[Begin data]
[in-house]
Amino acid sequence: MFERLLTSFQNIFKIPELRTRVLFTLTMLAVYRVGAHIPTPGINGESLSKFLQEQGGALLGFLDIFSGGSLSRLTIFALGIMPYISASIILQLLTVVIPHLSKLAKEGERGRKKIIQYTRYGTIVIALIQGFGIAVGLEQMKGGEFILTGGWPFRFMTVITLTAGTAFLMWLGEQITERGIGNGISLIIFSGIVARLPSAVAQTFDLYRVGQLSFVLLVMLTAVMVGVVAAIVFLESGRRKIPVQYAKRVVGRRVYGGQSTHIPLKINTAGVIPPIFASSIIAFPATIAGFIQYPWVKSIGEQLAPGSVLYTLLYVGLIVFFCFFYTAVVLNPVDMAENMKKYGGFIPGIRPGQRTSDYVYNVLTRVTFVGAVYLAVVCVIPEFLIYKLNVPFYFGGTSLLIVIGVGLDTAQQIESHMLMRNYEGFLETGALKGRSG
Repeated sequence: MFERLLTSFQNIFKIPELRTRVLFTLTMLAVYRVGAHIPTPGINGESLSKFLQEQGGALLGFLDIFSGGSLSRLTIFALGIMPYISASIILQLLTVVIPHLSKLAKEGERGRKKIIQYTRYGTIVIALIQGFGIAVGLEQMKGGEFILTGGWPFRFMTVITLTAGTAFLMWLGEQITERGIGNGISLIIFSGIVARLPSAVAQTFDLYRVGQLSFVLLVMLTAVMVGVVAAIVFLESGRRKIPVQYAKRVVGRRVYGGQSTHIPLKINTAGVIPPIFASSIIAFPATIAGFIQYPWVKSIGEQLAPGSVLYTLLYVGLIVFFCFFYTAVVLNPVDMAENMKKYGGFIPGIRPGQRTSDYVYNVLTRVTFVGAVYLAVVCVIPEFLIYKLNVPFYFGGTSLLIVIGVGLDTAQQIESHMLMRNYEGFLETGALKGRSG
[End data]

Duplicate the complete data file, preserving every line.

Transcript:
[in-house]
Amino acid sequence: MFERLLTSFQNIFKIPELRTRVLFTLTMLAVYRVGAHIPTPGINGESLSKFLQEQGGALLGFLDIFSGGSLSRLTIFALGIMPYISASIILQLLTVVIPHLSKLAKEGERGRKKIIQYTRYGTIVIALIQGFGIAVGLEQMKGGEFILTGGWPFRFMTVITLTAGTAFLMWLGEQITERGIGNGISLIIFSGIVARLPSAVAQTFDLYRVGQLSFVLLVMLTAVMVGVVAAIVFLESGRRKIPVQYAKRVVGRRVYGGQSTHIPLKINTAGVIPPIFASSIIAFPATIAGFIQYPWVKSIGEQLAPGSVLYTLLYVGLIVFFCFFYTAVVLNPVDMAENMKKYGGFIPGIRPGQRTSDYVYNVLTRVTFVGAVYLAVVCVIPEFLIYKLNVPFYFGGTSLLIVIGVGLDTAQQIESHMLMRNYEGFLETGALKGRSG
Repeated sequence: MFERLLTSFQNIFKIPELRTRVLFTLTMLAVYRVGAHIPTPGINGESLSKFLQEQGGALLGFLDIFSGGSLSRLTIFALGIMPYISASIILQLLTVVIPHLSKLAKEGERGRKKIIQYTRYGTIVIALIQGFGIAVGLEQMKGGEFILTGGWPFRFMTVITLTAGTAFLMWLGEQITERGIGNGISLIIFSGIVARLPSAVAQTFDLYRVGQLSFVLLVMLTAVMVGVVAAIVFLESGRRKIPVQYAKRVVGRRVYGGQSTHIPLKINTAGVIPPIFASSIIAFPATIAGFIQYPWVKSIGEQLAPGSVLYTLLYVGLIVFFCFFYTAVVLNPVDMAENMKKYGGFIPGIRPGQRTSDYVYNVLTRVTFVGAVYLAVVCVIPEFLIYKLNVPFYFGGTSLLIVIGVGLDTAQQIESHMLMRNYEGFLETGALKGRSG